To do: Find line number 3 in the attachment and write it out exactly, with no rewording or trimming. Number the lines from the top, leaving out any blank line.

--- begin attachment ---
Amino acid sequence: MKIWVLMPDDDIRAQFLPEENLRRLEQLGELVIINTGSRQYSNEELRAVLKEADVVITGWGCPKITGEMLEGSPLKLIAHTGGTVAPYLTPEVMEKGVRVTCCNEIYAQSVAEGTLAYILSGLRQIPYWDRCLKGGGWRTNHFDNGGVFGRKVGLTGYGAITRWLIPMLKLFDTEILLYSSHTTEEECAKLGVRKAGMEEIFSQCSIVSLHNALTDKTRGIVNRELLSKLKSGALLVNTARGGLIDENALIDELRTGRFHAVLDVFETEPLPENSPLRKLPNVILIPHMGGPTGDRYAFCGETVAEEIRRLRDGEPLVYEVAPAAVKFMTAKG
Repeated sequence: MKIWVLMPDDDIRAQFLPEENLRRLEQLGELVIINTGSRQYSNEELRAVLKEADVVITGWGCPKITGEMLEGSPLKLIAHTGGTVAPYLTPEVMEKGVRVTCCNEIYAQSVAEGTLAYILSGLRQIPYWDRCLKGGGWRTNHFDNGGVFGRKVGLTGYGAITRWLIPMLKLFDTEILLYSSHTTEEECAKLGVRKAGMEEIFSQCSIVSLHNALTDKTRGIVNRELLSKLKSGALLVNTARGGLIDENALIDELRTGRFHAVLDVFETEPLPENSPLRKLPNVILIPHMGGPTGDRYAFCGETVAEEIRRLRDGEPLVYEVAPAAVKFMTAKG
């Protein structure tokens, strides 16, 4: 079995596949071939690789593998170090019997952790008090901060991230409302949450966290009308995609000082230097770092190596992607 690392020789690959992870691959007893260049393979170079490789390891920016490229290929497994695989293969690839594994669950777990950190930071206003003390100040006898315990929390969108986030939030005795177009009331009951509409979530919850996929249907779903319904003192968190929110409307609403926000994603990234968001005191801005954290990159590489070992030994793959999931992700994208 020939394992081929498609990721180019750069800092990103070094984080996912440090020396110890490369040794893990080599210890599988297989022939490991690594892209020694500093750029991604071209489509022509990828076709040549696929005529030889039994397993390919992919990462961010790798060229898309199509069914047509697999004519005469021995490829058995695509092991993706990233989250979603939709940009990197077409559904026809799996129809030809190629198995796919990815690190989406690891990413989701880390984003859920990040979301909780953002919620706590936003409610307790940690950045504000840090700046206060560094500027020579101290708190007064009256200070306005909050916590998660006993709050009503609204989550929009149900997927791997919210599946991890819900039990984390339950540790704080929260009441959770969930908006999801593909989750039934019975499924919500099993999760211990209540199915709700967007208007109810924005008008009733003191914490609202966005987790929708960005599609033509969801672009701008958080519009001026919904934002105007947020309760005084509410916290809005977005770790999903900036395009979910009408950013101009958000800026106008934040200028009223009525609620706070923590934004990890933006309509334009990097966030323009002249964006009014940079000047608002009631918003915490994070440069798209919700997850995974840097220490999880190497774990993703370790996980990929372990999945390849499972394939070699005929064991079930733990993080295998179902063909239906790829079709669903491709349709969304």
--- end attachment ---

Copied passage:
């Protein structure tokens, strides 16, 4: 079995596949071939690789593998170090019997952790008090901060991230409302949450966290009308995609000082230097770092190596992607 690392020789690959992870691959007893260049393979170079490789390891920016490229290929497994695989293969690839594994669950777990950190930071206003003390100040006898315990929390969108986030939030005795177009009331009951509409979530919850996929249907779903319904003192968190929110409307609403926000994603990234968001005191801005954290990159590489070992030994793959999931992700994208 020939394992081929498609990721180019750069800092990103070094984080996912440090020396110890490369040794893990080599210890599988297989022939490991690594892209020694500093750029991604071209489509022509990828076709040549696929005529030889039994397993390919992919990462961010790798060229898309199509069914047509697999004519005469021995490829058995695509092991993706990233989250979603939709940009990197077409559904026809799996129809030809190629198995796919990815690190989406690891990413989701880390984003859920990040979301909780953002919620706590936003409610307790940690950045504000840090700046206060560094500027020579101290708190007064009256200070306005909050916590998660006993709050009503609204989550929009149900997927791997919210599946991890819900039990984390339950540790704080929260009441959770969930908006999801593909989750039934019975499924919500099993999760211990209540199915709700967007208007109810924005008008009733003191914490609202966005987790929708960005599609033509969801672009701008958080519009001026919904934002105007947020309760005084509410916290809005977005770790999903900036395009979910009408950013101009958000800026106008934040200028009223009525609620706070923590934004990890933006309509334009990097966030323009002249964006009014940079000047608002009631918003915490994070440069798209919700997850995974840097220490999880190497774990993703370790996980990929372990999945390849499972394939070699005929064991079930733990993080295998179902063909239906790829079709669903491709349709969304």